Background: Antenatal depression and anxiety are associated with adverse obstetric and mental health outcomes, yet practicable nonpharmacological therapies, particularly for the latter, are lacking. Yoga incorporates relaxation and breathing techniques with postures that can be customized for pregnant women. This study tested the efficacy of yoga as an intervention for reducing maternal anxiety during pregnancy. Methods: Fifty-nine primiparous, low-risk pregnant women completed questionnaires assessing state (State Trait Anxiety Inventory; STAI-State), trait (STAI-Trait), and pregnancy-specific anxiety (Wijma Delivery Expectancy Questionnaire; WDEQ) and depression (Edinburgh Postnatal Depression Scale; EPDS) before randomization (baseline) to either an 8-week course of antenatal yoga or treatment-as-usual (TAU); both groups repeated the questionnaires at follow-up. The yoga group also completed pre- and postsession state anxiety and stress hormone assessments at both the first and last session of the 8-week course. Results: A single session of yoga reduced both subjective and physiological measures of state anxiety (STAI-S and cortisol); and this class-induced reduction in anxiety remained at the final session of the intervention. Multiple linear regression analyses identified allocation to yoga as predictive of greater reduction in WDEQ scores (B = -9.59; BCa 95% CI = -18.25 to -0.43; P = .014; d = -0.57), while allocation to TAU was predictive of significantly increased elevation in EPDS scores (B = -3.06; BCa 95% CI = -5.9 to -0.17; P = .042; d = -0.5). No significant differences were observed in state or trait anxiety scores between baseline and follow-up. Conclusion: Antenatal yoga seems to be useful for reducing women's anxieties toward childbirth and preventing increases in depressive symptomatology. (C) 2014 Wiley Periodicals, Inc.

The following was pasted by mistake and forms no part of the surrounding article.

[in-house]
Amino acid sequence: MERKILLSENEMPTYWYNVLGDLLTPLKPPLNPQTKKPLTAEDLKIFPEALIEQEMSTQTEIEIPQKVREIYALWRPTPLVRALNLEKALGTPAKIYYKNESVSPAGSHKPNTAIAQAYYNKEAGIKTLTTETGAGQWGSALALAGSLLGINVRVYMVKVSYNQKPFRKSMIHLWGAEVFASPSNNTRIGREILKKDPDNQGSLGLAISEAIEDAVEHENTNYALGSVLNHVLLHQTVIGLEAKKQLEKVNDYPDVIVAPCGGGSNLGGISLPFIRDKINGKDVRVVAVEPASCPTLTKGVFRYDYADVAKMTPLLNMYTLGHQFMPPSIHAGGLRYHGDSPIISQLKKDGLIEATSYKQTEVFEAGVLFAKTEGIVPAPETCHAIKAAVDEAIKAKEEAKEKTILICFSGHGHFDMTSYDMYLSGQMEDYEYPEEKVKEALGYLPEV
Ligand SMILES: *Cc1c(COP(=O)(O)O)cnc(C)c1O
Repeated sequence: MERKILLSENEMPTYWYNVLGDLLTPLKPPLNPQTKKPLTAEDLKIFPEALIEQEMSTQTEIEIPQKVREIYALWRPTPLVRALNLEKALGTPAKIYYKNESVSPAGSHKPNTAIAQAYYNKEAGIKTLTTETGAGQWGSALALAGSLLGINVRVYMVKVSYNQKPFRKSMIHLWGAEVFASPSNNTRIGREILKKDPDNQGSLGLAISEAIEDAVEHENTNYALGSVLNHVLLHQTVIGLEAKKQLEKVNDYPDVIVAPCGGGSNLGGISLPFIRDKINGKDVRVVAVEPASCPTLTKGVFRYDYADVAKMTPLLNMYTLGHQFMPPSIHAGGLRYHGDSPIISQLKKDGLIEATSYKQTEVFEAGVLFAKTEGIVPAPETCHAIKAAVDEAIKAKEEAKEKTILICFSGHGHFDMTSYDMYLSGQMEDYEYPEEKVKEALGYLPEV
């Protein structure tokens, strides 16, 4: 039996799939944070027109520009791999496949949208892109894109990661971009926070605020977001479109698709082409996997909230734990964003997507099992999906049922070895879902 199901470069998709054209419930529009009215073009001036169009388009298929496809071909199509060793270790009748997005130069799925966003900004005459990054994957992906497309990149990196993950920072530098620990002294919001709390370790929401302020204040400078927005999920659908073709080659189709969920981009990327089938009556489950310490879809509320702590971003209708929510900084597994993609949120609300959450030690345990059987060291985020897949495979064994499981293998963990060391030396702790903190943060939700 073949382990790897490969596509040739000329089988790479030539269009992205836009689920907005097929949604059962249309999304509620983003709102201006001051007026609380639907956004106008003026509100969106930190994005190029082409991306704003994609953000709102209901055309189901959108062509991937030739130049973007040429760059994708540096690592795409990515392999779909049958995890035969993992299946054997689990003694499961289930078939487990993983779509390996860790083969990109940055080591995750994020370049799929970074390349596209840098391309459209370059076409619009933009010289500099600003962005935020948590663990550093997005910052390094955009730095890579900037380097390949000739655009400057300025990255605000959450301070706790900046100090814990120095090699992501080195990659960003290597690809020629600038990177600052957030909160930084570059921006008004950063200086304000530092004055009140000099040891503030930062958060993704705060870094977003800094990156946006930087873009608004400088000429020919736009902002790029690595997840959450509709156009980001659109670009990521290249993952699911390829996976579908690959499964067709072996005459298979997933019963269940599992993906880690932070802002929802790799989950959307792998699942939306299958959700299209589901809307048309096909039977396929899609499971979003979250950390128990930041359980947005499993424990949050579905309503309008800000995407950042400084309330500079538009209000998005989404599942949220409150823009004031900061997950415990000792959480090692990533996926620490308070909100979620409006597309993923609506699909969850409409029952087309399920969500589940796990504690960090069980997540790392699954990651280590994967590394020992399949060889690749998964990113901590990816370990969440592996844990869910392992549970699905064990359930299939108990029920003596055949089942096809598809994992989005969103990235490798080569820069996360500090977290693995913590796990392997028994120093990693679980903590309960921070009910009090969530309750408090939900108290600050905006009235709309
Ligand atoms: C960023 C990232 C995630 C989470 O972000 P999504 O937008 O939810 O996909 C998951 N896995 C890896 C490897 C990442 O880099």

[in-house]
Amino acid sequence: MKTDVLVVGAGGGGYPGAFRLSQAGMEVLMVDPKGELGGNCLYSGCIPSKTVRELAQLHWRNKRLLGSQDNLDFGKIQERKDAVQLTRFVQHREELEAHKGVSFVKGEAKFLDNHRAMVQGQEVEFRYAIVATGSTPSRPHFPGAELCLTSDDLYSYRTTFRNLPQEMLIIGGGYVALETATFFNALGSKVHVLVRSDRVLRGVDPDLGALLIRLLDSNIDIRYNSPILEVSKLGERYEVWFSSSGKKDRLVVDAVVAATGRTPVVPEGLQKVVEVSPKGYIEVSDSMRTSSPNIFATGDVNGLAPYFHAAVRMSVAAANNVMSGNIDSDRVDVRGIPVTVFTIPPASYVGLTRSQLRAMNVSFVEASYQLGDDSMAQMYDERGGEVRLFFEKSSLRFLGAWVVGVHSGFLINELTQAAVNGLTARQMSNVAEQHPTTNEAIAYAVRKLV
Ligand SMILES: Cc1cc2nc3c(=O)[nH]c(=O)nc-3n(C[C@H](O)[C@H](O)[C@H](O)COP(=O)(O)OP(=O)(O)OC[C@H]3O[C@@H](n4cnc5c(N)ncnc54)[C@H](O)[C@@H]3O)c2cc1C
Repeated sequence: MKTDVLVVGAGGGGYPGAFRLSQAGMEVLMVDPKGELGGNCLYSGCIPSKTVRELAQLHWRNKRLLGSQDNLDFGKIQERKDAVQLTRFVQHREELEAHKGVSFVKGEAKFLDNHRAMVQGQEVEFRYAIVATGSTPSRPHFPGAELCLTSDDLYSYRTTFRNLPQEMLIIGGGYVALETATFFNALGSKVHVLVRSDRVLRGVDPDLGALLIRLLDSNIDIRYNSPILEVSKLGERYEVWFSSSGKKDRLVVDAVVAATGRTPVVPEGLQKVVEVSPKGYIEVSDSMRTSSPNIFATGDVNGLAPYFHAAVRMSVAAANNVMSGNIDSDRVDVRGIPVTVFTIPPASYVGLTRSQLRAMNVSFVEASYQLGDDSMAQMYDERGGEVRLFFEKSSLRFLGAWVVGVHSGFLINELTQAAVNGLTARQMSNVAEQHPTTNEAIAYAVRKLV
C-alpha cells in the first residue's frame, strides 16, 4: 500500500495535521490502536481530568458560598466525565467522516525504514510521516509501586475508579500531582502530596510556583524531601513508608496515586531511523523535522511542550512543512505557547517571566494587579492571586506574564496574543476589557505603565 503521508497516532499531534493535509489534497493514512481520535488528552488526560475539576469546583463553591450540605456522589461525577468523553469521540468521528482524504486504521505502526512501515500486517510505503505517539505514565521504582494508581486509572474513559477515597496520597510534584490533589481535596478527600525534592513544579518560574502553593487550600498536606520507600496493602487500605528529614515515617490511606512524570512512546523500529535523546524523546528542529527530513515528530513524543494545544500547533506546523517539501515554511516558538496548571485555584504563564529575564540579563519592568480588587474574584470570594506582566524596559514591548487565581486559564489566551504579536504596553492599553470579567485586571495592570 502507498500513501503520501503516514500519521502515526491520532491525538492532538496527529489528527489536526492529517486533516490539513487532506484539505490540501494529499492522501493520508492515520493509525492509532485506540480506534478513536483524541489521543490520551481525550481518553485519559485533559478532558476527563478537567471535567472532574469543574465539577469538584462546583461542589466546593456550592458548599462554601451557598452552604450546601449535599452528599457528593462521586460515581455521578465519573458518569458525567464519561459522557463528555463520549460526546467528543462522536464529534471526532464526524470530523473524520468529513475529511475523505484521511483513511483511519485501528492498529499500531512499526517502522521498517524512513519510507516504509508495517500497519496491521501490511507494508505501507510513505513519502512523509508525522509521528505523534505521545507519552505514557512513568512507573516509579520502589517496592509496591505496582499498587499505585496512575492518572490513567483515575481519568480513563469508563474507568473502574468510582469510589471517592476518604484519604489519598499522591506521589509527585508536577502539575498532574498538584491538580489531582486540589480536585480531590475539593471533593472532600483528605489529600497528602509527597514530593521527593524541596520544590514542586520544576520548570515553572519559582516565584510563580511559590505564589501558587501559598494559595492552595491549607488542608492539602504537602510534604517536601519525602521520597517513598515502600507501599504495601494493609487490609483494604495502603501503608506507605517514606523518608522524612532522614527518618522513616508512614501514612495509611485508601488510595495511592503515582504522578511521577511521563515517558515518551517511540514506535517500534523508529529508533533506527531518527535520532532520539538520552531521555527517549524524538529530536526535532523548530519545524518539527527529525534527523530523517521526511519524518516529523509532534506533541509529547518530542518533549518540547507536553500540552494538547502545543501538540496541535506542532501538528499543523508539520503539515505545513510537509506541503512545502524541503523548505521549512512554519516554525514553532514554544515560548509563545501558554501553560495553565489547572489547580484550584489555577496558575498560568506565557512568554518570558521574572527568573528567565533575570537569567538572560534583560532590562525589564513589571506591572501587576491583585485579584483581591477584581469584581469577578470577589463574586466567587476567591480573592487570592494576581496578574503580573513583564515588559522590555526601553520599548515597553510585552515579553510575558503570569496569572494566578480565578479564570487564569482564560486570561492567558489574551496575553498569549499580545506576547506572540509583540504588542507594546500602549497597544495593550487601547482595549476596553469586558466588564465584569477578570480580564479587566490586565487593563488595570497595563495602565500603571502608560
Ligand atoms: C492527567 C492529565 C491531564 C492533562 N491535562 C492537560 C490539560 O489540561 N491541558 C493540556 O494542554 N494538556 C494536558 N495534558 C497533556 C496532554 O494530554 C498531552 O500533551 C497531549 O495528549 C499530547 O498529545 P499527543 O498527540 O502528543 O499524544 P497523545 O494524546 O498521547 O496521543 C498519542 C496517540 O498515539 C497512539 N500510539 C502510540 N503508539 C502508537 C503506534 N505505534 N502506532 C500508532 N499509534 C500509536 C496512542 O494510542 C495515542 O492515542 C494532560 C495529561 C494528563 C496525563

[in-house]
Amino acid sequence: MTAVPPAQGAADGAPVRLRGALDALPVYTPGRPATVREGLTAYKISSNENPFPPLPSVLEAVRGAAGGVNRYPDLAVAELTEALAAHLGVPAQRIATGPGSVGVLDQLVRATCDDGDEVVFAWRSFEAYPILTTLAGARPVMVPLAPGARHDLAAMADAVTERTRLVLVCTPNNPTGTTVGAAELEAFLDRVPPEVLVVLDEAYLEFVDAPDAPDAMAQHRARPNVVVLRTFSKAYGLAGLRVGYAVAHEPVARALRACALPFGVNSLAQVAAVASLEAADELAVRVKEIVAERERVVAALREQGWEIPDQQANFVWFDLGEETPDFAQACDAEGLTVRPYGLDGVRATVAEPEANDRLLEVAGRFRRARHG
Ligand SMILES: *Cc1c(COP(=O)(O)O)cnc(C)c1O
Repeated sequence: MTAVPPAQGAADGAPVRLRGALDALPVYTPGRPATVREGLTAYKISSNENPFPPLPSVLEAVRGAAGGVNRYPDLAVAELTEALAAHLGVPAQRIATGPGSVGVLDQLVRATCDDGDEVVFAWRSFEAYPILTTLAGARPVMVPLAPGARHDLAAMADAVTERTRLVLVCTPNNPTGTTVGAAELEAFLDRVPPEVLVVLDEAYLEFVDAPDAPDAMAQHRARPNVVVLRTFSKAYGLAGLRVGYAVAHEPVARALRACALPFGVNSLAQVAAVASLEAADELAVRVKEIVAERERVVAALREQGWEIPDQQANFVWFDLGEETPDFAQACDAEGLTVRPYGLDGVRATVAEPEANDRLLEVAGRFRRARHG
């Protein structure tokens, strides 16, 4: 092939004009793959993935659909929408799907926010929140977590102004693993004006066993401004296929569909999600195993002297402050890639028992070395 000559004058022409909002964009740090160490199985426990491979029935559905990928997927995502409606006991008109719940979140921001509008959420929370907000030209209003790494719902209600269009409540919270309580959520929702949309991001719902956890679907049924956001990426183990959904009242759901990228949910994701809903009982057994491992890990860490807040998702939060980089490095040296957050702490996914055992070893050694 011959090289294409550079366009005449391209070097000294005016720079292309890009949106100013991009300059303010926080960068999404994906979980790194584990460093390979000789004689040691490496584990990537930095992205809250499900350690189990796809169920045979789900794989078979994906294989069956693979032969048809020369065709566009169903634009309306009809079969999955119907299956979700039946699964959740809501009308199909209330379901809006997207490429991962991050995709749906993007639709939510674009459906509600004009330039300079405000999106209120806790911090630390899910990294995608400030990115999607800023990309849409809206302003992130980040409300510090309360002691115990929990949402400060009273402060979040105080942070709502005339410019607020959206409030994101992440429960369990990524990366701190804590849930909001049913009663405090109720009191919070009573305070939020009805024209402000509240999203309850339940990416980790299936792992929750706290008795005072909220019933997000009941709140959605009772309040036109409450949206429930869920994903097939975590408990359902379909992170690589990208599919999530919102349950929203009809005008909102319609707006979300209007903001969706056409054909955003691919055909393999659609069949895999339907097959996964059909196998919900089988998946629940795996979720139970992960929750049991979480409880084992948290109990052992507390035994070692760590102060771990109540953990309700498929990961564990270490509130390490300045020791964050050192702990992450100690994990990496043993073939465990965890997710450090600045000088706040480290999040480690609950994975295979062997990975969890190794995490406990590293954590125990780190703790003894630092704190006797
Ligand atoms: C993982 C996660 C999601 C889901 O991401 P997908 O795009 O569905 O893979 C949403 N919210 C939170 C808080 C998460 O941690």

Background: Antenatal depression and anxiety are associated with adverse obstetric and mental health outcomes, yet practicable nonpharmacological therapies, particularly for the latter, are lacking. Yoga incorporates relaxation and breathing techniques with postures that can be customized for pregnant women. This study tested the efficacy of yoga as an intervention for reducing maternal anxiety during pregnancy. Methods: Fifty-nine primiparous, low-risk pregnant women completed questionnaires assessing state (State Trait Anxiety Inventory; STAI-State), trait (STAI-Trait), and pregnancy-specific anxiety (Wijma Delivery Expectancy Questionnaire; WDEQ) and depression (Edinburgh Postnatal Depression Scale; EPDS) before randomization (baseline) to either an 8-week course of antenatal yoga or treatment-as-usual (TAU); both groups repeated the questionnaires at follow-up. The yoga group also completed pre- and postsession state anxiety and stress hormone assessments at both the first and last session of the 8-week course. Results: A single session of yoga reduced both subjective and physiological measures of state anxiety (STAI-S and cortisol); and this class-induced reduction in anxiety remained at the final session of the intervention. Multiple linear regression analyses identified allocation to yoga as predictive of greater reduction in WDEQ scores (B = -9.59; BCa 95% CI = -18.25 to -0.43; P = .014; d = -0.57), while allocation to TAU was predictive of significantly increased elevation in EPDS scores (B = -3.06; BCa 95% CI = -5.9 to -0.17; P = .042; d = -0.5). No significant differences were observed in state or trait anxiety scores between baseline and follow-up. Conclusion: Antenatal yoga seems to be useful for reducing women's anxieties toward childbirth and preventing increases in depressive symptomatology. (C) 2014 Wiley Periodicals, Inc.